X3:TC, Initial Campaign Completed, Endgame Forecast

Reading my save game information, subtracting the 3-12:55 “flying time” statistic from the 1-4:55 “time saved using SETA” statistic, I can say with a fair amount of reliability that I’ve played X3: Terran Conflict over the last week for a solid 2 days, 8 hours.  (With up to an additional 4-8 hours lost to resuming saved games.)

X3 Terran Conflict

At the end of my last Blog entry, I was wondering if this game’s end game was really worth it.  As of now, I’ve just finished the first chapter of the half dozen (give or take) in the game, the titular “Terran Conflict.” I’m now flying an extremely powerful corvette which can swat about 90% of the enemies in the game like flies.  Thus, I’m probably in a fairly good position to hazard a guess how the end game is like.

Well, in terms of how the end game feels in comparison with the beginning game, I would have to say that the main difference is simply that expensive equipment and ships are a bit more accessible.  Naturally, the more traders and facilities are working for you and the tougher the missions you have the gear to tackle, the greater amount of money you are making. Being able to afford better gear more frequently becomes inevitable.

Compared to smaller ships, bigger ships are understandably considerably easier targets, resulting in less enemy fire avoided, but are functionally invulnerable to ships a few classes before them because the shield generation exceeds what the opposition’s weapons are capable of putting out.   At the extreme top scale of things, you might have a prototype carrier (if not several) supported by a variable host of missile frigates, fighters, bombers, marine boarding parties, and so on. There’s even quite a bit of code support to keep them automatically resupplied.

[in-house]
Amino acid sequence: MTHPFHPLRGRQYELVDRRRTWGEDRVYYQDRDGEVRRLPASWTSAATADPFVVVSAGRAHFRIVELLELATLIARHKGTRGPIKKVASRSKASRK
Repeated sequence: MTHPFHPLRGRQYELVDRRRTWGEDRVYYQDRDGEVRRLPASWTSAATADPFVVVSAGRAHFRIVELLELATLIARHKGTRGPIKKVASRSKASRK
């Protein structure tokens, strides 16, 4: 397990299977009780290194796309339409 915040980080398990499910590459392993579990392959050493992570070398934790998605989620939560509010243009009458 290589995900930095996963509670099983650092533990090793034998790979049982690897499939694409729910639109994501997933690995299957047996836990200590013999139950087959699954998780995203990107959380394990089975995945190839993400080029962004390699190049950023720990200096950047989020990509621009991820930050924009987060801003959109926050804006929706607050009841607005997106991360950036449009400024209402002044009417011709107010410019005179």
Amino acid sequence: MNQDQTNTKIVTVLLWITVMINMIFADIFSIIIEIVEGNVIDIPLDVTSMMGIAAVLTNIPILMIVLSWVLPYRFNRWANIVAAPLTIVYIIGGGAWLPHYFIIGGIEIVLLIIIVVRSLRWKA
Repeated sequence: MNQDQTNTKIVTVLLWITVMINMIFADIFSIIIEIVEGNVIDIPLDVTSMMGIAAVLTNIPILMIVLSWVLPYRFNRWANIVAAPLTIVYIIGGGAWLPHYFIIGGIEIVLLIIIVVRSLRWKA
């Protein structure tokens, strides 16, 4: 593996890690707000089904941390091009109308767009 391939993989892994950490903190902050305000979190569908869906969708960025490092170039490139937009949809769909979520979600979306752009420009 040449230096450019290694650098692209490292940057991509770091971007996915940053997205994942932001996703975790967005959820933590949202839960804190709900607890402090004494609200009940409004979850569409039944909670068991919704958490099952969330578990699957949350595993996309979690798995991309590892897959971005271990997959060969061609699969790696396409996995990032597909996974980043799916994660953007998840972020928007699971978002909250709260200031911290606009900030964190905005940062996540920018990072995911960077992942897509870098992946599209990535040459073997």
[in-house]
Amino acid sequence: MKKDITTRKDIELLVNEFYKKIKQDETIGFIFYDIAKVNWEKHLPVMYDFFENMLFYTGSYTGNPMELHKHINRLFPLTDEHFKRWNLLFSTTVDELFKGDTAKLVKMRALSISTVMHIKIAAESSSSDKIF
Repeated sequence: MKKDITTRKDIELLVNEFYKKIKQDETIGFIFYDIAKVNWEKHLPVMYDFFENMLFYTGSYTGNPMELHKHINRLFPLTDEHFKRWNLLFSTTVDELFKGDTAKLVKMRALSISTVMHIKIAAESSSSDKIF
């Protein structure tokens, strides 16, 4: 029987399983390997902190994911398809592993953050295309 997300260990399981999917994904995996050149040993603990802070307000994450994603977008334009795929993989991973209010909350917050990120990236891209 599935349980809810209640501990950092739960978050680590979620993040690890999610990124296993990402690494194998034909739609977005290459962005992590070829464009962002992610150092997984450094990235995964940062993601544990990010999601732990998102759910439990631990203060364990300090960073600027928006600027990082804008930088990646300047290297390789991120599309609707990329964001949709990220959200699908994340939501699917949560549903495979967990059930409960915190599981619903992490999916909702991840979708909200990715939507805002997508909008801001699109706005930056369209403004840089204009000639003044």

The question becomes one of, “what is there to do once you have obtained great power in this game?” It’s a question I apply to many games that have the players grind away. What’s the ultimate purpose? If you’re getting more powerful simply to get more powerful, then it’s a very hollow thing. Having power loses all context without a goal.

Given that I have navigation relay satellites monitoring most of it, I can now see what’s going on in the X-Universe.  It pretty much involves a few roving packs of Xenon and Khaak in an otherwise relatively peaceful universe.  (The pirates are a comparatively benign threat that can usually be fended off by an adequately equipped freighter, with the possible exception of the powerful Yaki cartel.)

Though the game does attempt to scale threats based off of your current combat rating and the number of ships under your control, there’s only a few sectors of ultimate evil to purge – and I understand that enemies will respawn in these sectors anyway. So, regardless of whatever military power I might have at my beck and call, my ability to instill lasting peace of the galaxy is capped.

I could turn back to a largely economic pursuit, building some space stations to fulfill the various shortages in the universe.  However, the end result of this is mostly just earning money which I could use to buy more junk. When push comes to shove, it’s pretty much a bunch of pointless virtual pack-ratting against an uncaring universe.